Stack Overflow is a community of 4.7 million programmers, just like you, helping each other.

Join them; it only takes a minute:

Sign up
Join the Stack Overflow community to:
  1. Ask programming questions
  2. Answer and help your peers
  3. Get recognized for your expertise

I'm trying to debug a C++ program compiled with GCC that freezes at startup. GCC mutex protects function's static local variables, and it appears that waiting to acquire such a lock is why it freezes. How this happens is rather confusing. First module A's static initialization occurs (there are __static_init functions GCC invokes that are visible in the backtrace), which calls a function Foo(), that has a static local variable. The static local variable is an object who's constructor calls through several layers of functions, then suddenly the backtrace has a few ??'s, and then it's is in the static initialization of a second module B (the __static functions occur all over again), which then calls Foo(), but since Foo() never returned the first time the mutex on the local static variable is still set, and it locks.

How can one static init trigger another? My first theory was shared libraries -- that module A would be calling some function in module B that would cause module B to load, thus triggering B's static init, but that doesn't appear to be the case. Module A doesn't use module B at all. So I have a second (and horrifying) guess. Say that:

  1. Module A uses some templated function or a function in a templated class, e.g. foo<int>::bar()

  2. Module B also uses foo<int>::bar()

  3. Module A doesn't depend on module B at all

  4. At link time, the linker has two instances of foo<int>::bar(), but this is OK because template functions are marked as weak symbols...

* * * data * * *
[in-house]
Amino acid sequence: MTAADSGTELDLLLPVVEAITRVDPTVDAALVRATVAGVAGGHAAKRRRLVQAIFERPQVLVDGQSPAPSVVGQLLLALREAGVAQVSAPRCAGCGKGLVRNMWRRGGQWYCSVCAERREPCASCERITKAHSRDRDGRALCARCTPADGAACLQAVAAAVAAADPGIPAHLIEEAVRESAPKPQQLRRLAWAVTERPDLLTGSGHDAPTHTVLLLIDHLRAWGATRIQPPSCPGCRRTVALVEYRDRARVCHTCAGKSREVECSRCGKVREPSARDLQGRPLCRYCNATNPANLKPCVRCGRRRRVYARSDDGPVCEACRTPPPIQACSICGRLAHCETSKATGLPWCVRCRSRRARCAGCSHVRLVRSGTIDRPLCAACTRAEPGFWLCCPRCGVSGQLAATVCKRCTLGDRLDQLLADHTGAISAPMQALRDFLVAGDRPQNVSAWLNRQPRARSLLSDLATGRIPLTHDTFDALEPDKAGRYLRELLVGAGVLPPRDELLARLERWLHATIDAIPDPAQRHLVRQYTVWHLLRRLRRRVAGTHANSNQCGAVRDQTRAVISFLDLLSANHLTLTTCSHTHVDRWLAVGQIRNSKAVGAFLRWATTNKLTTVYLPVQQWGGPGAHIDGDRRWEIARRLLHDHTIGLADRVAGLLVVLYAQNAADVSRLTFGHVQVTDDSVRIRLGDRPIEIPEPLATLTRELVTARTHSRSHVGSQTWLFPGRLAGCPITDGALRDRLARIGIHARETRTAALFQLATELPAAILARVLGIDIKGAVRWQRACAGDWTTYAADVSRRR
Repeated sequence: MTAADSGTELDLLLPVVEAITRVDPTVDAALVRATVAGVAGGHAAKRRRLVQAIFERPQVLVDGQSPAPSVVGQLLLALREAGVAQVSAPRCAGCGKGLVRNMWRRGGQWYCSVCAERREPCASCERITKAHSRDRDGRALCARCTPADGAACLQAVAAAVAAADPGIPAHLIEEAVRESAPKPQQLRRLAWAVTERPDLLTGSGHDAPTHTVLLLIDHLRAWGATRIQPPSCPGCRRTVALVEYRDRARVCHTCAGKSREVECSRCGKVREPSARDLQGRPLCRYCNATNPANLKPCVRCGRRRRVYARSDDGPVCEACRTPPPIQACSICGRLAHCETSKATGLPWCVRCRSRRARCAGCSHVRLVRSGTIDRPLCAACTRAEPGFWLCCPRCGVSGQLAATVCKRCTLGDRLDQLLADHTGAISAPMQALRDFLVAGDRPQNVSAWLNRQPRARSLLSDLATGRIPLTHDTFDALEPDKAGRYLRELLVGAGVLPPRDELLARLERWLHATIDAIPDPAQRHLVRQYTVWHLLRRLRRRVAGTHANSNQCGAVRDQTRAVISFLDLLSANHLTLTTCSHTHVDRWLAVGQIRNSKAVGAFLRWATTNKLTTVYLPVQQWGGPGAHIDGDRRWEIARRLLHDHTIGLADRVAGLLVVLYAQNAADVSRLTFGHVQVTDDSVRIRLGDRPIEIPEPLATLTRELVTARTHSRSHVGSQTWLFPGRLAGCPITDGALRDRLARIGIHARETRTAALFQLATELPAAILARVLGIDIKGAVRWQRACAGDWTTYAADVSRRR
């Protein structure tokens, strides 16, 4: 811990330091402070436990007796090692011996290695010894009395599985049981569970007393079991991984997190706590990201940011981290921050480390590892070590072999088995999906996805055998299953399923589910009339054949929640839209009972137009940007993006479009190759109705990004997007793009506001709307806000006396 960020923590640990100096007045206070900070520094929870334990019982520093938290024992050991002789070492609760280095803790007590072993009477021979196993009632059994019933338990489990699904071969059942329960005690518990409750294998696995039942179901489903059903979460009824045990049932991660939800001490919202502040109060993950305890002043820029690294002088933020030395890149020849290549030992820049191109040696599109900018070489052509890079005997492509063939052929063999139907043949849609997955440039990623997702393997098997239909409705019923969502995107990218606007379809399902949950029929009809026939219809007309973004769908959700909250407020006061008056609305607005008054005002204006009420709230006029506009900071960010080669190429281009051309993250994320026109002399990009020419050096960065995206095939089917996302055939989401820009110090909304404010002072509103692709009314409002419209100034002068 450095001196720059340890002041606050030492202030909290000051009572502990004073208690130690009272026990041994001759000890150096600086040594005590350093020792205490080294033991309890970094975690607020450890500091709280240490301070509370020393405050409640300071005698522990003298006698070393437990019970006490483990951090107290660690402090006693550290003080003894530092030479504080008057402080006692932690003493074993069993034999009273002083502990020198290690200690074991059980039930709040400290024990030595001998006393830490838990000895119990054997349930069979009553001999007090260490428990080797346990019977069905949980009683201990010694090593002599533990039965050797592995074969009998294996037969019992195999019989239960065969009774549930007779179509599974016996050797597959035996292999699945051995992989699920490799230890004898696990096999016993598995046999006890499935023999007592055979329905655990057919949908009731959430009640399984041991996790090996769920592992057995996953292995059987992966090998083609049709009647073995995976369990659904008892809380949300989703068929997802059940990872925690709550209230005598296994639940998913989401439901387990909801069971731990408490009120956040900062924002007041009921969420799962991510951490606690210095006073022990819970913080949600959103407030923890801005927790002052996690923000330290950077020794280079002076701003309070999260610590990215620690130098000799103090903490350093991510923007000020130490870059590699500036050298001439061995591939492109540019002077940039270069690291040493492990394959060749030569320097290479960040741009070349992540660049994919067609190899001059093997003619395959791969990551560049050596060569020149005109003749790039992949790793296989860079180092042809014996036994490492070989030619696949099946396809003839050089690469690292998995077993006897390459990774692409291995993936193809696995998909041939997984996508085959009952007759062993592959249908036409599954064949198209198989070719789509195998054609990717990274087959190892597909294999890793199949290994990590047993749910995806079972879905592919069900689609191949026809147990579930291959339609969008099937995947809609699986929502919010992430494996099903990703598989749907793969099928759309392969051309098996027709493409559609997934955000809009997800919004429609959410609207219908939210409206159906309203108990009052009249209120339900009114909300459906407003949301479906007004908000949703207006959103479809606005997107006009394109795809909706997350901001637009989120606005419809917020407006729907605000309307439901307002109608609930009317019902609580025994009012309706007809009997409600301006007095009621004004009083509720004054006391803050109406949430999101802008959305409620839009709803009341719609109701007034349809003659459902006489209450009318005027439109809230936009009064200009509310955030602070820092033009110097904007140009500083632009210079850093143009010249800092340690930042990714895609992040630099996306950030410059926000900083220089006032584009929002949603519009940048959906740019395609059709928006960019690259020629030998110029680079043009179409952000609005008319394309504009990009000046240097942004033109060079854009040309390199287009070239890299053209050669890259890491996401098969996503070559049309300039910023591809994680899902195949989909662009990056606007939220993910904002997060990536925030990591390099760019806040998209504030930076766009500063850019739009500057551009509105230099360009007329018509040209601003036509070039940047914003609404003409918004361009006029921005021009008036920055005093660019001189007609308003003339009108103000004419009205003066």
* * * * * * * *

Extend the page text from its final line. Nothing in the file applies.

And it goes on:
5. At runtime, module A calls foo<int>::bar, and the static init of module B is triggered, even though module B doesn't depend on module A! Why? Because the linker decided to go with module B's instance of foo::bar instead of module A's instance at link time.

Is this particular scenario valid? Or should one module's static init never trigger static init in another module?

Clarification: GCC creates the mutexes automatically to guard any function static variable. I'm not doing anything with mutexes myself. It's GCC's way of making function static variables thread safe.

Update: I know that static initialization is not defined between translation units and that I shouldn't depend on an order. But I'm curious if this is normal behavior as a clue towards debugging the problem. Is it normal for a compiler to generate code that does this or is it potentially indicative of a bug in GCC?

share|improve this question
I don't think a static init can trigger another static init, ever. The order of static initialization is undefined. – Thomas Apr 14 '10 at 21:42
A lot of them are hard questions ;) I'll take a look though. – Joseph Garvin Apr 14 '10 at 21:55
@Thomas: Exactly. It's undefined. The compiler can do whatever it wants. Including instantiate other statics. – Billy ONeal Apr 15 '10 at 0:47
Pardon me, I was thinking of static globals. Anyway:… seems to be the same problem. From what I gather (I might be wrong!), GCC uses a single, global mutex (through __cxa_guard_acquire) for all static initializations. Since there seems to be no satisfactory answer yet, maybe you could post a minimal code sample that exhibits the problem? – Thomas Apr 15 '10 at 12:35
@Thomas: Class statics (foo<int>::bar) act exactly like global statics when running into this problem. – Billy ONeal Apr 15 '10 at 13:39

Welcome to the "static initialization order fiasco". You should probably just read that entire article, as it will describe (in detail) how you may be running into this issue & how to fix it.

share|improve this answer
Thanks for the link, but I'm well aware. I'm asking if this is normal behavior for a compiler and/or specifically GCC. – Joseph Garvin Apr 15 '10 at 14:14

Bill pulls out Effective C++ Item 4 :

the order of initialization of nonlocal static objects defined in different translation units is undefined

Simply put, the compiler is allowed to do whatever it wants.

share|improve this answer
I know ;) See my update. – Joseph Garvin Apr 15 '10 at 14:19

Your Answer


By posting your answer, you agree to the privacy policy and terms of service.

Not the answer you're looking for? Browse other questions tagged or ask your own question.